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Living Hope – Let’s Make This Island a Cyclist’s Heaven

Guy Dauncey

Author: Guy Dauncey

Article:

What would it take to make our Island a cyclists’ heaven? We have a relatively flat landscape and an all-season climate; but for most cyclists, our roads are still a relatively dangerous place.

There are roads that suddenly narrow, tempting the driver to whip by, squeezing you far too close for comfort. There are motorists who open their doors or pull out in front of you without looking. What did they ever read about cyclists in their training manuals? There are roads where a cyclist has to believe herself invincible to ride without fear.

There are schools, of all places, which don’t have safe bicycle lock-ups. How can we encourage our youngsters to cycle, if our schools treat cycling so poorly? No wonder the students want their parents to drive them to school, and demand their own cars as soon as they are sixteen.

We’ve got to shake out of it once and for all, and understand that cycling is an essential means of transportation. What other means of transport (aside from walking) produces no CO2 emissions? When did you last hear of someone being killed by a cyclist?

What other means of transport increases your health as you travel? The research shows that the health benefits of cycling outweigh the accident risks by 20 to 1, when the longer life-span due to the extra exercise is factored in.

When it comes to decisions about roads, buildings and land-use, every planner, engineer and councillor should be asking the question "Does this promote and encourage cycling?"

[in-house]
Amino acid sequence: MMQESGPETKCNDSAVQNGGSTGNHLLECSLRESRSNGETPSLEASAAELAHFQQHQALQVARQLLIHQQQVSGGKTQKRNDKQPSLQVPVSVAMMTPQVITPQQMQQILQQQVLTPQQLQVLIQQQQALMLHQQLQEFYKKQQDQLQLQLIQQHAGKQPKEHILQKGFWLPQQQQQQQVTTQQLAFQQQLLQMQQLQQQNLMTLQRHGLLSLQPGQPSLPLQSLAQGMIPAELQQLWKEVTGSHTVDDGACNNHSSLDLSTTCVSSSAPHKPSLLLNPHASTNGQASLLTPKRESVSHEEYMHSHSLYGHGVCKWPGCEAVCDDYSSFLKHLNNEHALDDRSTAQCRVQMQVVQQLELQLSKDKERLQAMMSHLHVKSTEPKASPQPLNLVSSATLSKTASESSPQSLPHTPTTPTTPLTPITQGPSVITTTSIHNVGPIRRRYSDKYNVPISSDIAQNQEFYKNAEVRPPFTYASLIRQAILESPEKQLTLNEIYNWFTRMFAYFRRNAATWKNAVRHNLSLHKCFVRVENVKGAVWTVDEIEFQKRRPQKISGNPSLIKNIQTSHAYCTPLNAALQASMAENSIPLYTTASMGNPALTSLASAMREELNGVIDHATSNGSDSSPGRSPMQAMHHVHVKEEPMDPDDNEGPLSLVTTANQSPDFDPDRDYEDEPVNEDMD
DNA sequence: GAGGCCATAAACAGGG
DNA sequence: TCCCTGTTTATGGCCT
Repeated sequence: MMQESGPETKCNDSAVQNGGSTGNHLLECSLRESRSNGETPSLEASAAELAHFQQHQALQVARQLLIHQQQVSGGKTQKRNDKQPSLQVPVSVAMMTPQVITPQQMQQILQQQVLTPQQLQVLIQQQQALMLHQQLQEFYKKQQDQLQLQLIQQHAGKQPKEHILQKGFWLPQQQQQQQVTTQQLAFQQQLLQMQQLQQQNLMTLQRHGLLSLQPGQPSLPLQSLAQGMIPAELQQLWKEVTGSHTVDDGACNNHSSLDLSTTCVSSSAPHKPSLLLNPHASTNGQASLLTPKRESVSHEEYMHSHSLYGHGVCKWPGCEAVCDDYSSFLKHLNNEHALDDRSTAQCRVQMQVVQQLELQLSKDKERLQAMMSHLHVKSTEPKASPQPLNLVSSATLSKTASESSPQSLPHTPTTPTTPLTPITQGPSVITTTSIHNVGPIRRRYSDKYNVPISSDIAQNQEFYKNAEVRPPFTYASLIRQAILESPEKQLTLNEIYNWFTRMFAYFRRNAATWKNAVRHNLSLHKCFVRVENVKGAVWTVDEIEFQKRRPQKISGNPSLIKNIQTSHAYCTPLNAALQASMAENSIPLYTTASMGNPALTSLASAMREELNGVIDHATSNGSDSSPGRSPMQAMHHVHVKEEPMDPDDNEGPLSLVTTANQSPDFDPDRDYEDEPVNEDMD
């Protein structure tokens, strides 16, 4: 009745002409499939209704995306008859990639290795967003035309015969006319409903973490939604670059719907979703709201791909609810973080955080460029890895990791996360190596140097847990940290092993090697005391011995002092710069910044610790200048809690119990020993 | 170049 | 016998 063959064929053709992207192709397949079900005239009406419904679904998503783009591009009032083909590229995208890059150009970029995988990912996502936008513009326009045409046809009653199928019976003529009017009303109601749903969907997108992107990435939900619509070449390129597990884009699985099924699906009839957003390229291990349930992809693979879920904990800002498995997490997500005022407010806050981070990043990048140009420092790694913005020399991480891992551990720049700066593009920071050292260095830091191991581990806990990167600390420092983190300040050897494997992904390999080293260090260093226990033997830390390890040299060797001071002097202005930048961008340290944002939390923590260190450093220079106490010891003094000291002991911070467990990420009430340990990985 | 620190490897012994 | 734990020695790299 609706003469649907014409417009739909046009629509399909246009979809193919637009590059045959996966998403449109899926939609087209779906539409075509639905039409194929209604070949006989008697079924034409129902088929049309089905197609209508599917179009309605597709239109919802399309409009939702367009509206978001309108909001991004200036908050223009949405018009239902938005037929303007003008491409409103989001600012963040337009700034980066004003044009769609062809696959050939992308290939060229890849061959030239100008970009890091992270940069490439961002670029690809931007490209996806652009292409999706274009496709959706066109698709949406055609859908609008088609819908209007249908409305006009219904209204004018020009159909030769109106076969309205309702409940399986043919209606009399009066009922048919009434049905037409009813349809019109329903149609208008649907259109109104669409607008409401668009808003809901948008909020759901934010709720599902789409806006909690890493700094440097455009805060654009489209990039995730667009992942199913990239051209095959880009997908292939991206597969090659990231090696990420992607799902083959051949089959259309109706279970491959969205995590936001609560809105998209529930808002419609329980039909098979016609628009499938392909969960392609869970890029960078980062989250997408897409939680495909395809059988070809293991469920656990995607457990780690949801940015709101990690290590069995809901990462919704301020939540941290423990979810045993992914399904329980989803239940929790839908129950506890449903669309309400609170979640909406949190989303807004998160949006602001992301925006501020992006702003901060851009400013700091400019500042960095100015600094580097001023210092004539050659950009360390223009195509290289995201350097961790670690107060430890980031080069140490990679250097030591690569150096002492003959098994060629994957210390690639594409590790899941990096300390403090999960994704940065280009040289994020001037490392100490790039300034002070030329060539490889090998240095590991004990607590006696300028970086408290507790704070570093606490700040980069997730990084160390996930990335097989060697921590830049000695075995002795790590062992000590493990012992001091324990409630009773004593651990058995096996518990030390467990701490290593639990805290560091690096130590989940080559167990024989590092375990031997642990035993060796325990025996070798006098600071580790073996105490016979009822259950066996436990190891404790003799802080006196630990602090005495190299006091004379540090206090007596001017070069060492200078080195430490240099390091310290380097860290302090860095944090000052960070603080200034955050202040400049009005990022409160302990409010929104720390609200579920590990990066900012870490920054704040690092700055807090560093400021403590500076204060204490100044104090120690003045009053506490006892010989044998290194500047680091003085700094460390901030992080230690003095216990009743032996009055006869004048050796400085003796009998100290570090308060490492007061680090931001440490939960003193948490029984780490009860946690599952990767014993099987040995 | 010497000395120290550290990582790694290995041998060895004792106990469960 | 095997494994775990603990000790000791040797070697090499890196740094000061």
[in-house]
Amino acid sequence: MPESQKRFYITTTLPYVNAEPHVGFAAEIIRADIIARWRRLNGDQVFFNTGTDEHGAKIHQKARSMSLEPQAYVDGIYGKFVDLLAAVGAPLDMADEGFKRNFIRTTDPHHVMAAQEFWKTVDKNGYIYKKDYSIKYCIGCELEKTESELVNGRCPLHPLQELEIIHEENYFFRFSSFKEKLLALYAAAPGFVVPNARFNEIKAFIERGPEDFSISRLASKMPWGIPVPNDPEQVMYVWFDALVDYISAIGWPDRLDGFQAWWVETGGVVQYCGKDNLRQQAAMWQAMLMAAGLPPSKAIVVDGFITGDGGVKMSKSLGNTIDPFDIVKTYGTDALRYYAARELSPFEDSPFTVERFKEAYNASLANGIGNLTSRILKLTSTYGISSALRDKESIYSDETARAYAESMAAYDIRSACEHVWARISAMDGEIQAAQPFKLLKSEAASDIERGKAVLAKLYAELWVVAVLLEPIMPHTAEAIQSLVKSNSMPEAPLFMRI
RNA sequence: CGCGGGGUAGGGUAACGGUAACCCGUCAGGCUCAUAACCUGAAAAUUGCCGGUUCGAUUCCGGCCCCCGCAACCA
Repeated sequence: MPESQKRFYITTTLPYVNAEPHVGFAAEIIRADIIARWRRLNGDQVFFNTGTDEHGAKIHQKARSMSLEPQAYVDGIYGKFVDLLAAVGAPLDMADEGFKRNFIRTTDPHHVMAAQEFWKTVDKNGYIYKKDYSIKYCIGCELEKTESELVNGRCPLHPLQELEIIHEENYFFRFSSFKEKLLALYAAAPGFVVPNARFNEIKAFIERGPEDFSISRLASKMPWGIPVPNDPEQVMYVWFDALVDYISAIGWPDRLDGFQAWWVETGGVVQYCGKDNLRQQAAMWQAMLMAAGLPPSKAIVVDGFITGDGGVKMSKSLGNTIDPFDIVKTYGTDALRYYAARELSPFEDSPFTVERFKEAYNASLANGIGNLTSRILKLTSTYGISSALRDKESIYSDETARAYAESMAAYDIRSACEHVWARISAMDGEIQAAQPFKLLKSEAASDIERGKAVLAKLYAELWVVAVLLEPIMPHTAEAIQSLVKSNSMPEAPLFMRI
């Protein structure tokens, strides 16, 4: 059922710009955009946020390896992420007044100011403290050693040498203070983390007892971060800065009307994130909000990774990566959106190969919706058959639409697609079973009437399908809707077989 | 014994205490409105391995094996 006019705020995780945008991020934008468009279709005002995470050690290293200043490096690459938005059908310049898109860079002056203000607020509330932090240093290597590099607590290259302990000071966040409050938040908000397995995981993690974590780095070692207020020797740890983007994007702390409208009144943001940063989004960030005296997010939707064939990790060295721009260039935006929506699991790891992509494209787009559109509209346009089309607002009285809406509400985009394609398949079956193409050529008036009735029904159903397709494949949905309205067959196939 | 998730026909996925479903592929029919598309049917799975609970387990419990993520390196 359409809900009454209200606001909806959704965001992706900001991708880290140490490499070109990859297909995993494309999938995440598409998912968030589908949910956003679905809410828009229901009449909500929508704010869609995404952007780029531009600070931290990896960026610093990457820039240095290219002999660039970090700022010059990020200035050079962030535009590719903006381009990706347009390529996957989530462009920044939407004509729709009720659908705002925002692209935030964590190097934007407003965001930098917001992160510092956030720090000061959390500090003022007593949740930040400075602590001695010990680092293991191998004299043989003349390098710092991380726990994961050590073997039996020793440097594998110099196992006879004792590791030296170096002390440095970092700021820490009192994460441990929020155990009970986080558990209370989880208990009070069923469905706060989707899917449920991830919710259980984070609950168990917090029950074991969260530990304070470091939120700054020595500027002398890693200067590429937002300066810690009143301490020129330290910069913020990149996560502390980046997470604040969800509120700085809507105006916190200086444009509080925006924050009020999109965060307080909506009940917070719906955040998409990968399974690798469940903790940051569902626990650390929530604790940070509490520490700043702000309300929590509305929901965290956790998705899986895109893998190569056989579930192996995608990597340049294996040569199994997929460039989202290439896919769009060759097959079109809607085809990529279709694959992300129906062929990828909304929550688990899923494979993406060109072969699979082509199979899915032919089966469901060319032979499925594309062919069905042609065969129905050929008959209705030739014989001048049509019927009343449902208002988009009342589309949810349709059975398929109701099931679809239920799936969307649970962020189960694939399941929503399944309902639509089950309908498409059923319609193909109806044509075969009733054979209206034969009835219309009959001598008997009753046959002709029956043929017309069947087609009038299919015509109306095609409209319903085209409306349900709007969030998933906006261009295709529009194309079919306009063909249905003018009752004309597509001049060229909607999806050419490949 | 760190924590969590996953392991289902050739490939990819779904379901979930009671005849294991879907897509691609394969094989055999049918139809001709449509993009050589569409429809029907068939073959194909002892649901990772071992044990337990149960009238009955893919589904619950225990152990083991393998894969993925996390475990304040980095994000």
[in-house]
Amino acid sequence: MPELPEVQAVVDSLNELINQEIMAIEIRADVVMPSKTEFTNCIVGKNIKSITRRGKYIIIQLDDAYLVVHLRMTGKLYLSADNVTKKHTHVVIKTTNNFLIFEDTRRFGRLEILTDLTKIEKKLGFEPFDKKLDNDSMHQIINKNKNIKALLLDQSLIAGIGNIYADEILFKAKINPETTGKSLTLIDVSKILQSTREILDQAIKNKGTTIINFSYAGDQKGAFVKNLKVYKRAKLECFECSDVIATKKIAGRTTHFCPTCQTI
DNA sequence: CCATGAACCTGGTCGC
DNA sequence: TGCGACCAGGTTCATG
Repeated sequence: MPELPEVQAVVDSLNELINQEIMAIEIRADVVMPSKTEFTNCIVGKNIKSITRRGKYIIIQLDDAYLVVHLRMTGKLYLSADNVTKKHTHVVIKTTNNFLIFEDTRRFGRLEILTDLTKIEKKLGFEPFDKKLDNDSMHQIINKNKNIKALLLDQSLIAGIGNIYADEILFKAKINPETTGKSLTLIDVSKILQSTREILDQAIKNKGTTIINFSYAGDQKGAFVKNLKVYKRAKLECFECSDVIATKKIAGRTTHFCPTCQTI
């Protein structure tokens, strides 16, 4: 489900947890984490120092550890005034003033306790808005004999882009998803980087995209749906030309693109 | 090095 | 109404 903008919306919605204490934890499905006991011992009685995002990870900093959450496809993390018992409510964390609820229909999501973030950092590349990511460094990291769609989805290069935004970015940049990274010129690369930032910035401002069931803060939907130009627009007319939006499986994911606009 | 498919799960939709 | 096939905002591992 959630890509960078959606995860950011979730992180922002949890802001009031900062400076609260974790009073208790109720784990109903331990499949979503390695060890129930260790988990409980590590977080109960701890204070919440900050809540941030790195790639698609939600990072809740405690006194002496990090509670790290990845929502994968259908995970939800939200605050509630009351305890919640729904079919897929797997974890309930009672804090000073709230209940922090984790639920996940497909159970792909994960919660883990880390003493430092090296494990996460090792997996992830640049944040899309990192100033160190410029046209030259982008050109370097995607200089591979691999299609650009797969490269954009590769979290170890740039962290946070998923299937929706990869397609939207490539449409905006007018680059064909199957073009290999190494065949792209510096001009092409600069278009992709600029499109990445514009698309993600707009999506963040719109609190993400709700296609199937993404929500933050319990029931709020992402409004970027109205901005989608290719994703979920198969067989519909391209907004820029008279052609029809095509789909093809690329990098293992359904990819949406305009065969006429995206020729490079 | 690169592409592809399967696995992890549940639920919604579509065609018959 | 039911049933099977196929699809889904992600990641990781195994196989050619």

In Oxford, England, the council provides bicycles for its staff, not cars. In Saanich, there’s a bylaw which says that all new developments must provide showers and bicycle parking.

Imagine being able to cycle all over the region on long-distance trails, safe from the noise and danger of cars. Imagine being able to get across town on a network of priority bicycle boulevards, using quiet streets where many of the roads were closed to through traffic.

Imagine knowing that every major road had marked bicycle lanes, where cyclists had a space they knew was theirs. The region is full of 4-lane roads, where two lanes are used for parking. Let’s remove the parking on one side, to create two new bike lanes. Some residents will complain – but a road is a public facility paid for by all our taxes, not a private parking space.

"This will all cost money", someone will say. Of course it will! We spend money every year making roads nice for motorists – now it’s the turn of the cyclists. Maintaining a road system for motorists is far more expensive than doing the same for cyclists. Every $1 invested in cyclists and pedestrians saves $2 invested in motorists. This being so, are our councillors being financially negligent, if they fail to make the cycling investment?

Each new parking space costs $12,000. If a network of safe cycle routes persuaded 3,000 commuters to trade their cars for bicycles, that could save $36 million.

Let’s have free bicycles on all the ferries, giving the signal that we’re a cycling province. Let’s deliver more goods by bicycle.

Let’s see those glorious baseball and soccer leagues encourage their youthful members to cycle to their games, instead of expecting their parents to drive them there. Let’s see long-distance bicycle trails and greenways all over the Island.

The bicycle is a glorious machine – the most elegant and energy efficient ever invented. At a time when our planet is beset with danger from greenhouse gas emissions, and pollution fills the air, when we yearn for a simpler life, it’s time to celebrate the bike!

Guy Dauncey is author of "Stormy Weather: 101 Solutions to Climate Change” and President of the BC Sustainable Energy Association. Visit his website at: www.earthfuture.com

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This entry was posted on Sunday, April 30th, 2006 at 8:34 pm and is filed under HEALTH & WELLNESS. You can follow any responses to this entry through the RSS 2.0 feed. You can leave a response, or trackback from your own site.

Synergy Magazine: Vancouver Island, BC, Canada